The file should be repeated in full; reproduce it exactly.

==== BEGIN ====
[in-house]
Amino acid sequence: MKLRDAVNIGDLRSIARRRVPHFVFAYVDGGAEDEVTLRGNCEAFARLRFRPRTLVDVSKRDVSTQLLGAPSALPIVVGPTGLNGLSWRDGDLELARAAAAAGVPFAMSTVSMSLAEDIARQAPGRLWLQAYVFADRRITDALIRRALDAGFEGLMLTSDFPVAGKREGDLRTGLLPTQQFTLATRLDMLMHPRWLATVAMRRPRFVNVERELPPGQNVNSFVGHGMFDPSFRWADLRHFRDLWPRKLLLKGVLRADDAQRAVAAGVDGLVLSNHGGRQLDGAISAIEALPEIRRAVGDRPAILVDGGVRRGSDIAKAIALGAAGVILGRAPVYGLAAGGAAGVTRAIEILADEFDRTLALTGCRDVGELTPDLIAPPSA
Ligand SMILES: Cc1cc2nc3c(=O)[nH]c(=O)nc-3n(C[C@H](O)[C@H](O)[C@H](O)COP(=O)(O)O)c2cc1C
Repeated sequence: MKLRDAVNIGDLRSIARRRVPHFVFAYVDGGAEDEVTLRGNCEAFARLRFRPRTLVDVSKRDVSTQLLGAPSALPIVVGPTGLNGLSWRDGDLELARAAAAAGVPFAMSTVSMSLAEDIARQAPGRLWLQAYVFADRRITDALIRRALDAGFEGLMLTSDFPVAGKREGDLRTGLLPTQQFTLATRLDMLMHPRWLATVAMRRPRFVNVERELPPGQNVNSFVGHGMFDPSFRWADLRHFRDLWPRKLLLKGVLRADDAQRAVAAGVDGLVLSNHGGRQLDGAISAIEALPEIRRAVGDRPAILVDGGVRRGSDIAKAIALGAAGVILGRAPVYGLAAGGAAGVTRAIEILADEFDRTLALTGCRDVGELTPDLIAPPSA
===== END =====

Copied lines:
[in-house]
Amino acid sequence: MKLRDAVNIGDLRSIARRRVPHFVFAYVDGGAEDEVTLRGNCEAFARLRFRPRTLVDVSKRDVSTQLLGAPSALPIVVGPTGLNGLSWRDGDLELARAAAAAGVPFAMSTVSMSLAEDIARQAPGRLWLQAYVFADRRITDALIRRALDAGFEGLMLTSDFPVAGKREGDLRTGLLPTQQFTLATRLDMLMHPRWLATVAMRRPRFVNVERELPPGQNVNSFVGHGMFDPSFRWADLRHFRDLWPRKLLLKGVLRADDAQRAVAAGVDGLVLSNHGGRQLDGAISAIEALPEIRRAVGDRPAILVDGGVRRGSDIAKAIALGAAGVILGRAPVYGLAAGGAAGVTRAIEILADEFDRTLALTGCRDVGELTPDLIAPPSA
Ligand SMILES: Cc1cc2nc3c(=O)[nH]c(=O)nc-3n(C[C@H](O)[C@H](O)[C@H](O)COP(=O)(O)O)c2cc1C
Repeated sequence: MKLRDAVNIGDLRSIARRRVPHFVFAYVDGGAEDEVTLRGNCEAFARLRFRPRTLVDVSKRDVSTQLLGAPSALPIVVGPTGLNGLSWRDGDLELARAAAAAGVPFAMSTVSMSLAEDIARQAPGRLWLQAYVFADRRITDALIRRALDAGFEGLMLTSDFPVAGKREGDLRTGLLPTQQFTLATRLDMLMHPRWLATVAMRRPRFVNVERELPPGQNVNSFVGHGMFDPSFRWADLRHFRDLWPRKLLLKGVLRADDAQRAVAAGVDGLVLSNHGGRQLDGAISAIEALPEIRRAVGDRPAILVDGGVRRGSDIAKAIALGAAGVILGRAPVYGLAAGGAAGVTRAIEILADEFDRTLALTGCRDVGELTPDLIAPPSA